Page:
Class Participation involves regular attendance and informed participation in discussion. The strength of a seminar lies in the motivated interaction of its participants; by contrast, a successful seminar is virtually impossible without the active engagement of everyone involved. Students are expected to have carefully done the readings for each class and to have given thorough consideration to the discussion questions associated with those readings. In class, students should share their reactions to the readings, their insights, and their questions and engage in spirited but respectful discussion about the issues raised by the readings, the instructor, and each other.

Leading Discussions: Twice in the course of the semester, each student will lead class discussion in collaboration with one other student. Discussion leaders will read the material for a a particular day in advance of the rest of the class, prepare discussion questions for the members of the seminar to consider, and attempt to facilitate productive and interesting discussion of the readings and topics for that day. Discussion leaders will meet in advance with the instructor to address any questions they have about the readings and consider possible approaches to the material.

Article Report: Once during the semester, each student will present a 20-25 minute report to the seminar on a scholarly article which the other students will not have read. The article report should not only summarize the article’s thesis for the rest of the seminar but should also include discussions of the article’s context within the scholarship on ancient education, an explanation of the methodology and evidence employed by the author(s) of the article, and a critique of the article’s approach and conclusions. Detailed guidelines for the article reports will be made available in class and on the seminar website.

Research Paper: The research paper can be on any topic of the student’s choosing that falls within the sphere of Greek and Roman education. For example, a student might consider some aspect of the education of women, the educational theories of a major ancient writer such as Plato or Quintilian, the social status of teachers, the role of corporal punishment in the classroom, or anything else that appeals to the student’s particular interest. Beyond this, the major requirements for the paper are as follows:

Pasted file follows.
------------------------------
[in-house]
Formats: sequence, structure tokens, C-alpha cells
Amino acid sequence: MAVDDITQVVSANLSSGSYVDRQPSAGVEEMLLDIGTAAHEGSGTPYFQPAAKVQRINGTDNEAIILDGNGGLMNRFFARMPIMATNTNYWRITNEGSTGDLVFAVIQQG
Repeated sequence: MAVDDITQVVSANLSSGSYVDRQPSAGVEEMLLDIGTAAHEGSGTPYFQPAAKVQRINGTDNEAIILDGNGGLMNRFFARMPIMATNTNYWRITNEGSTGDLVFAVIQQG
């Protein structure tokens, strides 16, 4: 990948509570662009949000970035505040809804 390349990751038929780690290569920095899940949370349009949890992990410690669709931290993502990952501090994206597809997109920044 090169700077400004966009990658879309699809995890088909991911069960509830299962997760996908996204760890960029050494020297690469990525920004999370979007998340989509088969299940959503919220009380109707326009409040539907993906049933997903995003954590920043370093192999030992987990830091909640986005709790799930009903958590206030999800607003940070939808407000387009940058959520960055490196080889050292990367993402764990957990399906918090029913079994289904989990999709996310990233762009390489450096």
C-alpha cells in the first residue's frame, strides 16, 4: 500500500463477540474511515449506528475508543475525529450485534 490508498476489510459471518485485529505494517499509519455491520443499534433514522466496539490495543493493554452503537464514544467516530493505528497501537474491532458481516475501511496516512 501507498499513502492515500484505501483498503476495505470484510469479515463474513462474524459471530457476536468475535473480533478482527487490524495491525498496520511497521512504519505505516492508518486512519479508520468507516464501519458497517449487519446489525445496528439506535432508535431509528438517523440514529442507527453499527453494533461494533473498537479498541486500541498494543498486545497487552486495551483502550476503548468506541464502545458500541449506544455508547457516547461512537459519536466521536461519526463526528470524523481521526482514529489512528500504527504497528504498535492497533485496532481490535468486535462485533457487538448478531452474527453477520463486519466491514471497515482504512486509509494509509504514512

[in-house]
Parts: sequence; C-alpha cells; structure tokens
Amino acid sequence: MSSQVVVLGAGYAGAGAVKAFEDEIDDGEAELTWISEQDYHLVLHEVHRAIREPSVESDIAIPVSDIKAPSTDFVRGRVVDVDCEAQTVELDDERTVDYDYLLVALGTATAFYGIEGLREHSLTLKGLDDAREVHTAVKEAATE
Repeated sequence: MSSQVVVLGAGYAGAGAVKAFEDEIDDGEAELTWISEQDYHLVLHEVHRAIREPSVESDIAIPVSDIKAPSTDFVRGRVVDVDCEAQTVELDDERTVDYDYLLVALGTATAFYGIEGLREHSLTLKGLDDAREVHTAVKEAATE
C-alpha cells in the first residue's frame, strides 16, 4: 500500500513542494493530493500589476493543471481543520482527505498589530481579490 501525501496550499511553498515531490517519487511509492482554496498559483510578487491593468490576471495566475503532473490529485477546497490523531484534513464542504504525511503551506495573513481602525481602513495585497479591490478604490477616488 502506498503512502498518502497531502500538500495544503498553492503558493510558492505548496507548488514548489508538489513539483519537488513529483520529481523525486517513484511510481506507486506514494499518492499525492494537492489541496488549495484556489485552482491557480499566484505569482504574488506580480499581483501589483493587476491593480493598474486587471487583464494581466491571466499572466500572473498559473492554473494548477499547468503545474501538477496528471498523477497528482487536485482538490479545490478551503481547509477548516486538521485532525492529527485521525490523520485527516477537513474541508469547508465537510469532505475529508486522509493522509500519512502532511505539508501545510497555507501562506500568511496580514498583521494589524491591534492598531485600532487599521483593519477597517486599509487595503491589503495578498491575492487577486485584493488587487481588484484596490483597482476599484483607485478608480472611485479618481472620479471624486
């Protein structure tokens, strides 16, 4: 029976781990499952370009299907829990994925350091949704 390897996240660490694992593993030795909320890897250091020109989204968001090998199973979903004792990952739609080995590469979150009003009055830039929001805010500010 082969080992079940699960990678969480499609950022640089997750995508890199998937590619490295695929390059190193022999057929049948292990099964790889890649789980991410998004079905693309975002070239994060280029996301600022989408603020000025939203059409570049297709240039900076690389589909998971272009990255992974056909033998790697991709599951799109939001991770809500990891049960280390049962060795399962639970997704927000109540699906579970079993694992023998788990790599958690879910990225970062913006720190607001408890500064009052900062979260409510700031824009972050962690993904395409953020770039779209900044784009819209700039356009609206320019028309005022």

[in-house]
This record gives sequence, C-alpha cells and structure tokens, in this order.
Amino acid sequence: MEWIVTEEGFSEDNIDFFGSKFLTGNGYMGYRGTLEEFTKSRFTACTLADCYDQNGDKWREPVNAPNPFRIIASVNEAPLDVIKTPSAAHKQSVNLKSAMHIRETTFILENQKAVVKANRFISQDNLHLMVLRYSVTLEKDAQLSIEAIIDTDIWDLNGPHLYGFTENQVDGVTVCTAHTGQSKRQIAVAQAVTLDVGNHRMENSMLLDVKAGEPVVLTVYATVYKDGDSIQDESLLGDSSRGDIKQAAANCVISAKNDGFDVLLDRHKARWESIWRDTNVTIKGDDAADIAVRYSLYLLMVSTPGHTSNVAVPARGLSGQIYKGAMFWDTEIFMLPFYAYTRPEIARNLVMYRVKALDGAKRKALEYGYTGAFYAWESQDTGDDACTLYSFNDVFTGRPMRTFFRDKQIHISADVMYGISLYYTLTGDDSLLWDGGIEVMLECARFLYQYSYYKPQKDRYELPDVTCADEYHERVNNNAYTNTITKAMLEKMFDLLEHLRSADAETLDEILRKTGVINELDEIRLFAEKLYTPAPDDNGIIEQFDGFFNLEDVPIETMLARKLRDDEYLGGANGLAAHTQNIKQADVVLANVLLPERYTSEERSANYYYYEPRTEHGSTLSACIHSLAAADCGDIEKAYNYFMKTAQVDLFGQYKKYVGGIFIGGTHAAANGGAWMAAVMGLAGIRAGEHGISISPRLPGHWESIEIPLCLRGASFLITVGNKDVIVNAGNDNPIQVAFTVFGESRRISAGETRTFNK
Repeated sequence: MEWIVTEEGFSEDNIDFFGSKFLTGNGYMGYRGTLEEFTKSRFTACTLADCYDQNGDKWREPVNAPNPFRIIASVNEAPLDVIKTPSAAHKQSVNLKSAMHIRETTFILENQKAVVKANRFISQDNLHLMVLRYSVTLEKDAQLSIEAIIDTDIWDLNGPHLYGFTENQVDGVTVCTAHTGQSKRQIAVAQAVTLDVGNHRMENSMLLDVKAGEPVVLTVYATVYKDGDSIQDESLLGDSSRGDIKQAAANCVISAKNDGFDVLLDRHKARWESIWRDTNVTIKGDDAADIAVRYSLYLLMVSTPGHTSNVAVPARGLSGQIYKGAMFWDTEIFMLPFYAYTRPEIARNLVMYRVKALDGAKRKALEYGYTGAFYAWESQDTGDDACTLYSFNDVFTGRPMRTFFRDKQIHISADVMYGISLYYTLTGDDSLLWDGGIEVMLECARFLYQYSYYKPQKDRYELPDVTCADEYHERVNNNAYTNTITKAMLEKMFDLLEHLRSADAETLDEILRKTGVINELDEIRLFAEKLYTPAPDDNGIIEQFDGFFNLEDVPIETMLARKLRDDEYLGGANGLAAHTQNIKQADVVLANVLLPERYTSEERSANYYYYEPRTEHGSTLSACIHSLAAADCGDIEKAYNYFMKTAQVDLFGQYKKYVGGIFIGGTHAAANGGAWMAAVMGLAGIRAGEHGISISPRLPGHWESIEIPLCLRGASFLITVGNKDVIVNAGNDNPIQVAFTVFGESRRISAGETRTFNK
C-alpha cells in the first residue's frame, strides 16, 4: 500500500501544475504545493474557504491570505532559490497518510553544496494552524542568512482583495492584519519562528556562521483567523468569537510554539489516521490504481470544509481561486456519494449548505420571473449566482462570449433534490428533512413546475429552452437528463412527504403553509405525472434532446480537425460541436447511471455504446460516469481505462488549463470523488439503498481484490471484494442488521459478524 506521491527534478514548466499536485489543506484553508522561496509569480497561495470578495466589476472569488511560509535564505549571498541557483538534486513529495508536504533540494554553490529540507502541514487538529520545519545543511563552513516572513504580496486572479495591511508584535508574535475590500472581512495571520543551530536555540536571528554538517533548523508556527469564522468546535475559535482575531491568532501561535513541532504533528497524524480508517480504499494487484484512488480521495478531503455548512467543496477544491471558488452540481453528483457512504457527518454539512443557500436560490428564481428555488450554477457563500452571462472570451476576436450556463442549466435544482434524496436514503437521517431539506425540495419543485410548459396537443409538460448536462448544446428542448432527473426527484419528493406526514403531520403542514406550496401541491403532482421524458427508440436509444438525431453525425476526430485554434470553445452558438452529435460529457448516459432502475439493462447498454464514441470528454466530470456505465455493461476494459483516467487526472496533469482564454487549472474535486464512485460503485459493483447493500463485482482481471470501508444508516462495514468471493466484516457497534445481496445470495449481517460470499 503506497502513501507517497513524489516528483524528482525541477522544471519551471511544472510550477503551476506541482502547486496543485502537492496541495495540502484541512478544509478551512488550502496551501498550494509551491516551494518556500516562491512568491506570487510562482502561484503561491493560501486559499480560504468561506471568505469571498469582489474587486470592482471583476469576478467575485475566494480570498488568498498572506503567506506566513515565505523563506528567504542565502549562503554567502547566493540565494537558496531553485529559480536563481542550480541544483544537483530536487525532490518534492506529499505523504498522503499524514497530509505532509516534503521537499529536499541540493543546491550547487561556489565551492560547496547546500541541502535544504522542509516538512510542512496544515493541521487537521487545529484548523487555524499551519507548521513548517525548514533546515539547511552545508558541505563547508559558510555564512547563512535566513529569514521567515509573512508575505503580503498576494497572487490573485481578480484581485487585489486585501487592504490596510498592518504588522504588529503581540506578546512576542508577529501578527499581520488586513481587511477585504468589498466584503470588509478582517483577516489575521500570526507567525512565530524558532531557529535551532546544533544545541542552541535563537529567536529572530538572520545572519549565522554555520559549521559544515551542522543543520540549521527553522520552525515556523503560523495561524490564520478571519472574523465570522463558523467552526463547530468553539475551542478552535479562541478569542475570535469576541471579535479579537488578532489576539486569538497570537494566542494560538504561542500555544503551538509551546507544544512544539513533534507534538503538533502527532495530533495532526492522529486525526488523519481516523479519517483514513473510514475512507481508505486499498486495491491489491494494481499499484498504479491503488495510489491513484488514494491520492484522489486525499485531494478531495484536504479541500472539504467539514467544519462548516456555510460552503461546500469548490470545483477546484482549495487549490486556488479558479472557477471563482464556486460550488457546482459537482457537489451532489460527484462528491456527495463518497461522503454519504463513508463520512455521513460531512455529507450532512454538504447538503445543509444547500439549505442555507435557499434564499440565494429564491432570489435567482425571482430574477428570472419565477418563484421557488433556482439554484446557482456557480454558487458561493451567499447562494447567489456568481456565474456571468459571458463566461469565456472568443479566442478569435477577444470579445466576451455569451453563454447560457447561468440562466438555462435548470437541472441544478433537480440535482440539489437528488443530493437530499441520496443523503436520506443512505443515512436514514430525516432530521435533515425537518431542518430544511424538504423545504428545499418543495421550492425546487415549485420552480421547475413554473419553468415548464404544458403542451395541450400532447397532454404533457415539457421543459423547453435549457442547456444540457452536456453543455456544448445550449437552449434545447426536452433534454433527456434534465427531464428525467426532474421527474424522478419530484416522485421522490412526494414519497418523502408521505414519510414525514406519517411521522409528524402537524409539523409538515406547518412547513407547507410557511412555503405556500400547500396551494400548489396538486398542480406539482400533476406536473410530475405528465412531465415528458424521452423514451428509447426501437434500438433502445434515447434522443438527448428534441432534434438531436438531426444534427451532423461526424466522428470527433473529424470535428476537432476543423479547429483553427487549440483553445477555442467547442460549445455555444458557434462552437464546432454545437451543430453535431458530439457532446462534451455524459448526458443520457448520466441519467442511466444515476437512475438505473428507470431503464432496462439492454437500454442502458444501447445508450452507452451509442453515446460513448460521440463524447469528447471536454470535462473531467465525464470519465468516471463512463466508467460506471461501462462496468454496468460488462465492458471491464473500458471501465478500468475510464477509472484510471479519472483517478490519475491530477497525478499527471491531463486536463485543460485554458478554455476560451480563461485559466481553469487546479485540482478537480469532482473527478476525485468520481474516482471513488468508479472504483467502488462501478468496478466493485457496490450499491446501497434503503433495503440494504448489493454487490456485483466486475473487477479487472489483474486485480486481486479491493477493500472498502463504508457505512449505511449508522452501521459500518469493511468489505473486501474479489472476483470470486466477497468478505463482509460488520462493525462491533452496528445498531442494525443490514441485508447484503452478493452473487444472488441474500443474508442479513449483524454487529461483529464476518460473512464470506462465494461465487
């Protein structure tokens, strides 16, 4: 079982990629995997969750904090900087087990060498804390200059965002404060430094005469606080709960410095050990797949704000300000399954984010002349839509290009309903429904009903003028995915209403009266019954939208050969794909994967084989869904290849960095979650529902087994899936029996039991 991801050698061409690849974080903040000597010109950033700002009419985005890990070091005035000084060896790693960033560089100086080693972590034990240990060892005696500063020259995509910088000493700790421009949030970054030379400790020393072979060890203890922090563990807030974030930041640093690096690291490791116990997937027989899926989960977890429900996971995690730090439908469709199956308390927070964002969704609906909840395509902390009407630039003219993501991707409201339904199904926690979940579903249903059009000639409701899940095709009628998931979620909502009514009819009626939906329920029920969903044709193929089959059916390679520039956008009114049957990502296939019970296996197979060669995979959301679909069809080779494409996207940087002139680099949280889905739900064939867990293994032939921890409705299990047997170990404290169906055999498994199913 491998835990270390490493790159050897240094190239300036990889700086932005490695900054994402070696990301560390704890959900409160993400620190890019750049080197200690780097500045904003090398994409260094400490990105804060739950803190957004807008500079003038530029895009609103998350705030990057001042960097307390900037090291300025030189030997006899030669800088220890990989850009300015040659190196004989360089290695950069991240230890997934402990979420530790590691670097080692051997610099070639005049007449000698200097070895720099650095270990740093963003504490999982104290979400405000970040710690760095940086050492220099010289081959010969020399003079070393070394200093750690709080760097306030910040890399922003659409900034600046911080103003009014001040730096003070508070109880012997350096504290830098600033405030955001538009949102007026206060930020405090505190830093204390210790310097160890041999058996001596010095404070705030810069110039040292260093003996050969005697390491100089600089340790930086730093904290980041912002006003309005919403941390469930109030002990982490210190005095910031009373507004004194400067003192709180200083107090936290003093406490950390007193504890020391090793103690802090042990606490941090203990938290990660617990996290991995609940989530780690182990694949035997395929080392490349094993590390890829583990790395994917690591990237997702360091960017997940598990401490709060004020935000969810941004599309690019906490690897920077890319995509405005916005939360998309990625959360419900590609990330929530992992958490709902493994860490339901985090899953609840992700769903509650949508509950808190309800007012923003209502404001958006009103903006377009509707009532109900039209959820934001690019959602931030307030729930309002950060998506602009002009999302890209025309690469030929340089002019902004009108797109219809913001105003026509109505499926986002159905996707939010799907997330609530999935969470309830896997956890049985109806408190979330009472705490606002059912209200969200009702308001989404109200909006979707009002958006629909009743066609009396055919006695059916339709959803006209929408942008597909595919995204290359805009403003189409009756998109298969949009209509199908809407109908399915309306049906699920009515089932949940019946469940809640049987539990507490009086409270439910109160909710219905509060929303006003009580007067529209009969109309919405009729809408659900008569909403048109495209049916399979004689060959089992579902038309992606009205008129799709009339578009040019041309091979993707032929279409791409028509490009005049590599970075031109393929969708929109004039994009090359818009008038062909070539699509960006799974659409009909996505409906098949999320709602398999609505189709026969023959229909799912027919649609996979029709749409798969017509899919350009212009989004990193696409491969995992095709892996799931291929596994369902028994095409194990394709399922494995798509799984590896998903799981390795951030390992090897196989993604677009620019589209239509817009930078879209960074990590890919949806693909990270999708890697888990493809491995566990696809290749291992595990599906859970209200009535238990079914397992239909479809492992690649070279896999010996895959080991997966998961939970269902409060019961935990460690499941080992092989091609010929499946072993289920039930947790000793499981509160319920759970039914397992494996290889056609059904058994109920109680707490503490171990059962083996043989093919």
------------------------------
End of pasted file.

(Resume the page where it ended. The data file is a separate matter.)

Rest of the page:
(1) The paper must be roughly 15-20 pages long and include footnotes and a bibliography. This means that the topic chosen cannot be too big to be adequately addressed within the specified length, nor should it be so limited that its interest is exhausted within a few pages.

(2) The paper must be clearly written, must address a clearly articulated question on the chosen topic, and must seek to sustain a clearly stated thesis in answer to that question.

(3) The paper must rely on at least 15 sources compiled over the course of the semester.

(4) The paper must conclude by reflecting on the possible relevance of the student’s research to modern educational theories and practices.

The research paper will be written in a series of stages over the course of the semester, beginning with the selection of a topic by Tuesday, February 26th and continuing with the preparation of two annotated bibliographies (due Thurday, March 6th and Thurday, March 20th) and a rough draft (Thursday, April 10th). Students will present the results of their research during the last two days of class (Thursday, April 24th and Tuesday, April 29th) and the final, completed version of the paper will be due on Friday, May 9th. A complete schedule with detailed guidelines and grading percentages for each stage of the project will be made available on the course web site by the beginning of February. Students are strongly encouraged to consult with the instructor over the course of the semester on the progress of their papers.